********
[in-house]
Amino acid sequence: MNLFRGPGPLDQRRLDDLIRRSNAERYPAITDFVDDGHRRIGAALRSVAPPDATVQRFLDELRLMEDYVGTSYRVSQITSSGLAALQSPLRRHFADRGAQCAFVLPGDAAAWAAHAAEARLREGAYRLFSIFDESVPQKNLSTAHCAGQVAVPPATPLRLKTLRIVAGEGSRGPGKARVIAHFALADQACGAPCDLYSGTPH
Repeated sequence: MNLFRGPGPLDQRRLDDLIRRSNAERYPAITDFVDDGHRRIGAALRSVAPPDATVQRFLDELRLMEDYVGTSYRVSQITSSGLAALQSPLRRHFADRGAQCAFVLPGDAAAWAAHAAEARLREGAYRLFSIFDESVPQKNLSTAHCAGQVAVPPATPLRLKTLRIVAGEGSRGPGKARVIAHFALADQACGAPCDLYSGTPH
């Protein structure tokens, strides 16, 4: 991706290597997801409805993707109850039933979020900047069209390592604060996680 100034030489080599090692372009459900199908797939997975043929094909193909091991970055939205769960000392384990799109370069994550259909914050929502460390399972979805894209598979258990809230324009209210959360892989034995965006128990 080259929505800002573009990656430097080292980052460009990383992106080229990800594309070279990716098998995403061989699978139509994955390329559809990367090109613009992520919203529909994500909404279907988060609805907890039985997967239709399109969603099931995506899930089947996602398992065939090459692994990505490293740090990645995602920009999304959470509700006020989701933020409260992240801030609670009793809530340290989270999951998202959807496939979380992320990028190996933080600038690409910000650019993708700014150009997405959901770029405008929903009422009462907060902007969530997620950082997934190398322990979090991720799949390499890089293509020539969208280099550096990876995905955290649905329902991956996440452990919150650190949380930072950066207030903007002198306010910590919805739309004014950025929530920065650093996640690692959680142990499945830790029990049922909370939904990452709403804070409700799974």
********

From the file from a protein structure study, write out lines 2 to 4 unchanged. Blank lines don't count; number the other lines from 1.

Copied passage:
Amino acid sequence: MNLFRGPGPLDQRRLDDLIRRSNAERYPAITDFVDDGHRRIGAALRSVAPPDATVQRFLDELRLMEDYVGTSYRVSQITSSGLAALQSPLRRHFADRGAQCAFVLPGDAAAWAAHAAEARLREGAYRLFSIFDESVPQKNLSTAHCAGQVAVPPATPLRLKTLRIVAGEGSRGPGKARVIAHFALADQACGAPCDLYSGTPH
Repeated sequence: MNLFRGPGPLDQRRLDDLIRRSNAERYPAITDFVDDGHRRIGAALRSVAPPDATVQRFLDELRLMEDYVGTSYRVSQITSSGLAALQSPLRRHFADRGAQCAFVLPGDAAAWAAHAAEARLREGAYRLFSIFDESVPQKNLSTAHCAGQVAVPPATPLRLKTLRIVAGEGSRGPGKARVIAHFALADQACGAPCDLYSGTPH
């Protein structure tokens, strides 16, 4: 991706290597997801409805993707109850039933979020900047069209390592604060996680 100034030489080599090692372009459900199908797939997975043929094909193909091991970055939205769960000392384990799109370069994550259909914050929502460390399972979805894209598979258990809230324009209210959360892989034995965006128990 080259929505800002573009990656430097080292980052460009990383992106080229990800594309070279990716098998995403061989699978139509994955390329559809990367090109613009992520919203529909994500909404279907988060609805907890039985997967239709399109969603099931995506899930089947996602398992065939090459692994990505490293740090990645995602920009999304959470509700006020989701933020409260992240801030609670009793809530340290989270999951998202959807496939979380992320990028190996933080600038690409910000650019993708700014150009997405959901770029405008929903009422009462907060902007969530997620950082997934190398322990979090991720799949390499890089293509020539969208280099550096990876995905955290649905329902991956996440452990919150650190949380930072950066207030903007002198306010910590919805739309004014950025929530920065650093996640690692959680142990499945830790029990049922909370939904990452709403804070409700799974």